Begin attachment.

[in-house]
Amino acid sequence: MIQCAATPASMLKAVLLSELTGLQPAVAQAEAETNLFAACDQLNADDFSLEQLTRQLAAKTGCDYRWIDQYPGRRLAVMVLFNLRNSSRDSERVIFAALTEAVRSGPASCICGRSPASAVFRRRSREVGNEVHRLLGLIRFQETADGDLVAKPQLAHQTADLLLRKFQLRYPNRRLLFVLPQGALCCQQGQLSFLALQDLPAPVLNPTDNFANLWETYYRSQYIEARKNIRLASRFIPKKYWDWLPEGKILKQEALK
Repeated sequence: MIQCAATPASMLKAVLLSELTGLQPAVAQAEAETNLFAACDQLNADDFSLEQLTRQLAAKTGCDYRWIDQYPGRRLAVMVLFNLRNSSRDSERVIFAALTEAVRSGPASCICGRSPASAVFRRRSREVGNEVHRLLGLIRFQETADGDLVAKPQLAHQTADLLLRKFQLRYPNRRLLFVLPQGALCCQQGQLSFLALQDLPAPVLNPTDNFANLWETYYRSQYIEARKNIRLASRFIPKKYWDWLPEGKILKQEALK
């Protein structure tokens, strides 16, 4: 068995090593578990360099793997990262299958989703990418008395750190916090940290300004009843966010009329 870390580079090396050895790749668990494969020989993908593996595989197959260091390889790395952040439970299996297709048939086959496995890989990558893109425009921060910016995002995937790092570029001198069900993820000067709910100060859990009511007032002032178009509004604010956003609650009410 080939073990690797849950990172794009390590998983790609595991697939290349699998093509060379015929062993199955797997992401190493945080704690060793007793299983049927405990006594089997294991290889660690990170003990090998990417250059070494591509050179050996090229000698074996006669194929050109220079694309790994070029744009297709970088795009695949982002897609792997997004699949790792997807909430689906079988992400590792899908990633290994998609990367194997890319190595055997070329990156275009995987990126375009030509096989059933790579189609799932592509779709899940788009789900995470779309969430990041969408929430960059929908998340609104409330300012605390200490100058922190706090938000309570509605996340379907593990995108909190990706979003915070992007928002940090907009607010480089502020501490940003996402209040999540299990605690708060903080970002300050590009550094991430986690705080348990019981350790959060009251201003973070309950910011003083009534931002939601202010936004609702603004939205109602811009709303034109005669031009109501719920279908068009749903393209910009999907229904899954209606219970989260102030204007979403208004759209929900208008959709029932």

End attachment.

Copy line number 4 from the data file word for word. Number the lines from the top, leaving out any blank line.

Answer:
């Protein structure tokens, strides 16, 4: 068995090593578990360099793997990262299958989703990418008395750190916090940290300004009843966010009329 870390580079090396050895790749668990494969020989993908593996595989197959260091390889790395952040439970299996297709048939086959496995890989990558893109425009921060910016995002995937790092570029001198069900993820000067709910100060859990009511007032002032178009509004604010956003609650009410 080939073990690797849950990172794009390590998983790609595991697939290349699998093509060379015929062993199955797997992401190493945080704690060793007793299983049927405990006594089997294991290889660690990170003990090998990417250059070494591509050179050996090229000698074996006669194929050109220079694309790994070029744009297709970088795009695949982002897609792997997004699949790792997807909430689906079988992400590792899908990633290994998609990367194997890319190595055997070329990156275009995987990126375009030509096989059933790579189609799932592509779709899940788009789900995470779309969430990041969408929430960059929908998340609104409330300012605390200490100058922190706090938000309570509605996340379907593990995108909190990706979003915070992007928002940090907009607010480089502020501490940003996402209040999540299990605690708060903080970002300050590009550094991430986690705080348990019981350790959060009251201003973070309950910011003083009534931002939601202010936004609702603004939205109602811009709303034109005669031009109501719920279908068009749903393209910009999907229904899954209606219970989260102030204007979403208004759209929900208008959709029932």